It might also be considered ethymematic the argument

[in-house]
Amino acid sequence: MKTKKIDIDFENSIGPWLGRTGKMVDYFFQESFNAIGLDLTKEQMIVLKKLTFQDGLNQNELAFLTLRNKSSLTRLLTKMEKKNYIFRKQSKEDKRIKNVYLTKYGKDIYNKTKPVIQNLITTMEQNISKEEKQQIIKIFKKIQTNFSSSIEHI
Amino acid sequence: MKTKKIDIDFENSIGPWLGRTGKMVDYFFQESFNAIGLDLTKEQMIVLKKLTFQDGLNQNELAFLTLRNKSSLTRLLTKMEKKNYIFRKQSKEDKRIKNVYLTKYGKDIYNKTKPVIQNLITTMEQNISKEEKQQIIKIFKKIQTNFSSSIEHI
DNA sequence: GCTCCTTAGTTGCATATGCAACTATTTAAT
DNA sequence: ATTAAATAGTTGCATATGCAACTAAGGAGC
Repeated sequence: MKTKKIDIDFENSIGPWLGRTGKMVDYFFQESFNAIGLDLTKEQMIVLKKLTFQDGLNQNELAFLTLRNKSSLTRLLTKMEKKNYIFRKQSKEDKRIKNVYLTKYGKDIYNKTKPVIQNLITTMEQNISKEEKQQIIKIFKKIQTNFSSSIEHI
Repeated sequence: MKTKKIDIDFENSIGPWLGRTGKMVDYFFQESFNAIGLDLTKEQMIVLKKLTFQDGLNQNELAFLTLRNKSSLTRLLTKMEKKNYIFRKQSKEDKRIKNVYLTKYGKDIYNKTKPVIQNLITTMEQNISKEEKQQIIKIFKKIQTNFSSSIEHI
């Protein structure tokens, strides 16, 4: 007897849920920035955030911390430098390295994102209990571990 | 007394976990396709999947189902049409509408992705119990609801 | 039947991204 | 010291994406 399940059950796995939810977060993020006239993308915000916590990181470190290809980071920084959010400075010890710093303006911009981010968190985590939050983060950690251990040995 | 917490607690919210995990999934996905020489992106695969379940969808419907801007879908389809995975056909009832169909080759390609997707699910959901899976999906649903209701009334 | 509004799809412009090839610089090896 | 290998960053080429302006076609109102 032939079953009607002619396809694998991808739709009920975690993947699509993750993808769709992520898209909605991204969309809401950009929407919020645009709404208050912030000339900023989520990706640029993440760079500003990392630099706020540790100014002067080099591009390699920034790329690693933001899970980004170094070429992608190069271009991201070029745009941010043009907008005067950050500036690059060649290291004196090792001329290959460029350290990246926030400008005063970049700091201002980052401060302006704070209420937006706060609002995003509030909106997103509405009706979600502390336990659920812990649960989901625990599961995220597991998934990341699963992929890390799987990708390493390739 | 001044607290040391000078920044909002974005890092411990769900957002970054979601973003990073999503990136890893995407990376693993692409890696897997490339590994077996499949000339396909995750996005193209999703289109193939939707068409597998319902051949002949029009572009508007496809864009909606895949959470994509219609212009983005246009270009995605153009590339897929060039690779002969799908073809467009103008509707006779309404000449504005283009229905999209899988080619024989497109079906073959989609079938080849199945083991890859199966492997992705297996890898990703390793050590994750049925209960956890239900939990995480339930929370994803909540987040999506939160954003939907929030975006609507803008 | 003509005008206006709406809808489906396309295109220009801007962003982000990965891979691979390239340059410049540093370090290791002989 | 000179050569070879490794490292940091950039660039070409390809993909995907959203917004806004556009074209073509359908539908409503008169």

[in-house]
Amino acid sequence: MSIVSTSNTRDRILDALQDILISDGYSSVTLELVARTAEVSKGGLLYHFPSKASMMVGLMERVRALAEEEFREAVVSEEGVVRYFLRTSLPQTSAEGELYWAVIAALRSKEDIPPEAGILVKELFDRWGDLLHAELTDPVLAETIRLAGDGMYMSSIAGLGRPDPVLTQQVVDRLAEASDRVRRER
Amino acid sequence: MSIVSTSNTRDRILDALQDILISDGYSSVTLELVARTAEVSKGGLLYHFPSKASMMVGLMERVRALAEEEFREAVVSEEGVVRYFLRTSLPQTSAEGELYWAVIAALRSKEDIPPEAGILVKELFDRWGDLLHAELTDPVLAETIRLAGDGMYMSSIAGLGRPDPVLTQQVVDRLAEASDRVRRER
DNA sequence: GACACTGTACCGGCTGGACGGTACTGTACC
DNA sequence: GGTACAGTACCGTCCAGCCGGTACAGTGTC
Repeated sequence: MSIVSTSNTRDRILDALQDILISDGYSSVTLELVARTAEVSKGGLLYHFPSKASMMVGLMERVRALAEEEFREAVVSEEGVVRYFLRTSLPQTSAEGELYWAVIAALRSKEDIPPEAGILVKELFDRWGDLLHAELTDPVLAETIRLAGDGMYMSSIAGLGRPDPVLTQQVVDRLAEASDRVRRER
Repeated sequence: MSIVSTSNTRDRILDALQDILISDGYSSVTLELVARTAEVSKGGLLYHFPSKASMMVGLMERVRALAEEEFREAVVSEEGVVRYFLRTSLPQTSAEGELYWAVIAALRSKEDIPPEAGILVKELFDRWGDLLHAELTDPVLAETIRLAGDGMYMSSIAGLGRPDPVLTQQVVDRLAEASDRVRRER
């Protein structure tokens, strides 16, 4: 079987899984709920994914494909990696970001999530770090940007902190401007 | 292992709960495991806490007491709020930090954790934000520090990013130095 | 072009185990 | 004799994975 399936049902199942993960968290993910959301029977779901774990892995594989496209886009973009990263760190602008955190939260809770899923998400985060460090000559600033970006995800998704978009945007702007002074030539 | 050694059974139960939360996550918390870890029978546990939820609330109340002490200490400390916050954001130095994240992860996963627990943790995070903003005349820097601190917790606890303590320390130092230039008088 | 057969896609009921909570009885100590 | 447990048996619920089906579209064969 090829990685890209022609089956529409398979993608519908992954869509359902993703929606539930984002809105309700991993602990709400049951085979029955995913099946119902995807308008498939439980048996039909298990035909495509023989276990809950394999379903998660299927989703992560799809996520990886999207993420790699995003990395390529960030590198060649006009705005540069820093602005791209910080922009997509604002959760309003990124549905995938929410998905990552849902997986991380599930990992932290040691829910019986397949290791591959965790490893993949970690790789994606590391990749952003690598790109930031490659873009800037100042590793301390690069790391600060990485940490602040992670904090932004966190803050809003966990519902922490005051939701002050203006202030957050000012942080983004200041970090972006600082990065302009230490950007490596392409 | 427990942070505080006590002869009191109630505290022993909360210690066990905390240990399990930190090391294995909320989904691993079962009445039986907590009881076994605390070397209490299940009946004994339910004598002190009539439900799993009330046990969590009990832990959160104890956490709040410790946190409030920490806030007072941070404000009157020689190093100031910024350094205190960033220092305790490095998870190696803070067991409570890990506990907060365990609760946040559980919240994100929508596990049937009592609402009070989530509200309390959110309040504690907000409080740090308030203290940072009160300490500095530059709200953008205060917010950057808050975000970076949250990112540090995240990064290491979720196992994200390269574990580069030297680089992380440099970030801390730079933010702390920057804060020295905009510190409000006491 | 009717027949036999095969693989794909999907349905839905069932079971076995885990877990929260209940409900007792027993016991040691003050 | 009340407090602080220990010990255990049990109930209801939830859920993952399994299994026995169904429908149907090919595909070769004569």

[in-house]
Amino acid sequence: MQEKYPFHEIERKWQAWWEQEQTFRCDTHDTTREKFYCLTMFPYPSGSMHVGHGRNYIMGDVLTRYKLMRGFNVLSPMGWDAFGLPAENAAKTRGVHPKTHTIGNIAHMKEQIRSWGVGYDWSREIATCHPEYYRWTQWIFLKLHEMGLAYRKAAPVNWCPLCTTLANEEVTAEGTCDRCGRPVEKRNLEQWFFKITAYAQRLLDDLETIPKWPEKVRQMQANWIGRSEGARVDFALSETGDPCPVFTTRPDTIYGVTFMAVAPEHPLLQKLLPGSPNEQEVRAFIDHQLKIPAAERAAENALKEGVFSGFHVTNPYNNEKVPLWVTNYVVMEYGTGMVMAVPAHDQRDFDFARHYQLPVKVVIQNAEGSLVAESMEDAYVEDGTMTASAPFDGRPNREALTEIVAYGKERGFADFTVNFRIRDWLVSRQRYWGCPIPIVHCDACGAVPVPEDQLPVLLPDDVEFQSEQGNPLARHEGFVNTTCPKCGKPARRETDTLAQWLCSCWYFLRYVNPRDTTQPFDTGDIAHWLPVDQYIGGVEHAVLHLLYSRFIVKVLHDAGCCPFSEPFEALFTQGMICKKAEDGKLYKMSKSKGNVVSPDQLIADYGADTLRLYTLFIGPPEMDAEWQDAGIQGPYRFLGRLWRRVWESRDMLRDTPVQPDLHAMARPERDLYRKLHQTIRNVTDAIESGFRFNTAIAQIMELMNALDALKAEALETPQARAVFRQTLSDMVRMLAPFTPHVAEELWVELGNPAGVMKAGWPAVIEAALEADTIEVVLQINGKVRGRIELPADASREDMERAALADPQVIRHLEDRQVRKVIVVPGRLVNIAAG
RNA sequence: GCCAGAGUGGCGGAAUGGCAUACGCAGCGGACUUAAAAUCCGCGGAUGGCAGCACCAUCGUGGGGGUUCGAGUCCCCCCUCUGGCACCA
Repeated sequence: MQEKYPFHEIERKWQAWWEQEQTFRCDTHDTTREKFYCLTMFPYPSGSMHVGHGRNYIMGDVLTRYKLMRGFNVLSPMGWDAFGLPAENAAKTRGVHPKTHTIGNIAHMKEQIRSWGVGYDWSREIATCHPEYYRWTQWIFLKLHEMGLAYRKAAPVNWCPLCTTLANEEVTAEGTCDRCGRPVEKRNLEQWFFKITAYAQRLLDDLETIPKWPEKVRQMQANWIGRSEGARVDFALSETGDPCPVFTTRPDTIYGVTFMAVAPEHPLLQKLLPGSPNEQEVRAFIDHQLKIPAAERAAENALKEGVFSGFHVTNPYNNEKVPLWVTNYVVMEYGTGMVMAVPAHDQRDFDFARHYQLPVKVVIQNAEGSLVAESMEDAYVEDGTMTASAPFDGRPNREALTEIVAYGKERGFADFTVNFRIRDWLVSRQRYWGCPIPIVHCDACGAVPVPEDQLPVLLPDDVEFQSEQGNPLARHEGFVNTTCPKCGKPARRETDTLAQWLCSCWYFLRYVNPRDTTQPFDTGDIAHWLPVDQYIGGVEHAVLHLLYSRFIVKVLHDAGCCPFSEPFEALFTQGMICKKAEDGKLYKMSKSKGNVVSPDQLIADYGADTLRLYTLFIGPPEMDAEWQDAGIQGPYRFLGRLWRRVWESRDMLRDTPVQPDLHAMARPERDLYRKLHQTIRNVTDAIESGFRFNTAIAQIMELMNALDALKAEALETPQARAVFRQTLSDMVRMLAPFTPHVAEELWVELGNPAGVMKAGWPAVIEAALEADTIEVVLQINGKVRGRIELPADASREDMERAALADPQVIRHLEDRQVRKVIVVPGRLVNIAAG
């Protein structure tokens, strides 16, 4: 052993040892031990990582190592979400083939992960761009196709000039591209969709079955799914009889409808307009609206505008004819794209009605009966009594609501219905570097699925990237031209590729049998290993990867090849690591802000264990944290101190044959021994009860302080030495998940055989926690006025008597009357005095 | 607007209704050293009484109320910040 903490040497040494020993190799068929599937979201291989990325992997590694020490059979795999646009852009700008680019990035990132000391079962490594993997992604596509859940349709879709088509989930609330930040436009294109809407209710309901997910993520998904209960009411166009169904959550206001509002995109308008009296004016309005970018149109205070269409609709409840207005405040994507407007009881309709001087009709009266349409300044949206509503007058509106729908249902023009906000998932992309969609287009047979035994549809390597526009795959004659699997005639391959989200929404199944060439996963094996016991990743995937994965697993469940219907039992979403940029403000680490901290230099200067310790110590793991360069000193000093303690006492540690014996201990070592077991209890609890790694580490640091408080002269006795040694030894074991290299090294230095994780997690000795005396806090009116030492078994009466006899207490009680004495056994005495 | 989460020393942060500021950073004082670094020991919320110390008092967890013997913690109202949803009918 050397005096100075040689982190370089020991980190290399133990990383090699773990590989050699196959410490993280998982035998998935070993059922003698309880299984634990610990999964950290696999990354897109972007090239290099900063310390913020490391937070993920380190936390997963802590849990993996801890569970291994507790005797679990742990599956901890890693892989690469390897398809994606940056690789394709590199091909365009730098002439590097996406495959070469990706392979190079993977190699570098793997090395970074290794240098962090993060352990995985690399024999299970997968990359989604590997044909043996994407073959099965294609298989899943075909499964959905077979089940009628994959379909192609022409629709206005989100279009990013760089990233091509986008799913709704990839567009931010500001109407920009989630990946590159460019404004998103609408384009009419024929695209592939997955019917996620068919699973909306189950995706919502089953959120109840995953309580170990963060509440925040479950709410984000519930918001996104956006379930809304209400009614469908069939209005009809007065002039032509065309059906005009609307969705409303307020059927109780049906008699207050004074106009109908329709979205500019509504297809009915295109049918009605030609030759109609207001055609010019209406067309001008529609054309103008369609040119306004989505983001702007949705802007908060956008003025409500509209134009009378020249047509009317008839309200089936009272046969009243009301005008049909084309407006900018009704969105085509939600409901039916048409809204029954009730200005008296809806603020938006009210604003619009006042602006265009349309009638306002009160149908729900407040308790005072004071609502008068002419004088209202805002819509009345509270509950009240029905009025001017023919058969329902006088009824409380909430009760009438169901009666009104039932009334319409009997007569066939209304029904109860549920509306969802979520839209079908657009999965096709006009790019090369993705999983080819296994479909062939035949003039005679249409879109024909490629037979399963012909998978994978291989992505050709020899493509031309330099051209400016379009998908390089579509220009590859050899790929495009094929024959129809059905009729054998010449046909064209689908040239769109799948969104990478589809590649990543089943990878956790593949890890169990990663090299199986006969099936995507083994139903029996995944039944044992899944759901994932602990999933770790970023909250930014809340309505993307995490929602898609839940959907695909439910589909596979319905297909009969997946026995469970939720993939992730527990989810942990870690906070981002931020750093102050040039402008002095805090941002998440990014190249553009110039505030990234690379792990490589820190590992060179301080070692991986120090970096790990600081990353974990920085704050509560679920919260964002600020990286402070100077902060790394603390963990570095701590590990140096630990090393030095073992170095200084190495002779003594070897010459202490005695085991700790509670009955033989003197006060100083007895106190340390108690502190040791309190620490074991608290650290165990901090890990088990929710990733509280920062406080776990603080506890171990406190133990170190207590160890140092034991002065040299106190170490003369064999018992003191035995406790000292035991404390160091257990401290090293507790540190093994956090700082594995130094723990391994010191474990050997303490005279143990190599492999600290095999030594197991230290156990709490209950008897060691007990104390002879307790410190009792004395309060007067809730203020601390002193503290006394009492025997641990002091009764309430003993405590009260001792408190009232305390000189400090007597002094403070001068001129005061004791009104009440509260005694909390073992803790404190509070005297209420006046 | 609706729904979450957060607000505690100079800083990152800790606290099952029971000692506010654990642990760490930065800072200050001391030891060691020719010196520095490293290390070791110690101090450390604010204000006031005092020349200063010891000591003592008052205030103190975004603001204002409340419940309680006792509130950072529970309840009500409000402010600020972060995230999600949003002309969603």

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It might also be considered ethymematic: the argument is not essentially emotional, but merely relies on suppressed or absent premisses for its logical standing: \What Jack is really saying is that he will be a good husband, and that he is devoted to Jill, and that ...] And, indeed, Jack may well assent to some such conjunction if presented to him. But the fact that [5] can be paraphrased into a logical argument does not make it one; it is an emotional one, its force and persuasive power come almost entirely from its emotional aspect. To try and construe it otherwise is to force a square peg into a round hole. Jack's argument, whether considered a good one or not, is perfectly well understood, and in order to understand it we do not reduce it to logical terms. Note that there is here no objection to Jackgs having made an argument ± there is a clear reason and claim, and in that sense is perfectly logical. However, Jackgs reason is not logical, its source is an introspection of his emotional state. By being aware of this we are in a better position to analyze and judge the argument. Consider the next example. Example 6. Paula is sitting in Professor Tome's office. She is pleading for an 'A' in his logic course. "Don't you see," she explains plaintively, tears in her eyes, "if I don't get an 'A' in your course I won't make medical school, and my life will be ruined. I won't have anything left to live for." Example [6] is an example of a primarily emotional argument. Paula's appeal is essentially based on her desire to go to medical school and its emotional importance to her, as opposed to her academic ability to meet the entrance requirements. The reason she provides Professor Tome is the earnestness of her longing, the strength of her desire. \ If only he understands how important it is to me, surely he will grant my wish. ] Her argument includes as one relatively minor part the words she uses, but also involves the illustration by use of her body and human emotional communication devices just how crucial her grade is to her. Other examples could bring forth the tantrums of children, the despair of rejected suitors, or the plaints of frustrated spouses. All the same, whatever the reader's paradigmatic case, the point remains: emotional arguments are arguments that rely more or less heavily on the use and expression of emotion. These emotions are often communicated to us without benefit of language, or where language is purely ancillary to the main thrust of the communication. Naturally, there are great questions of degree: communications will be more or less emotional running from highly or nearly pure emotional states to ones that are hardly emotional at all. Emotional arguments are central to human disputation. They communicate to us aspects of a dispute partner's world that logical arguments do not. These include such elements as degree of commitment, depth and extent of feeling, sincerity, and degree of resistance. These are important, nay vital, components in communicating a position. Imagine, if you will, how
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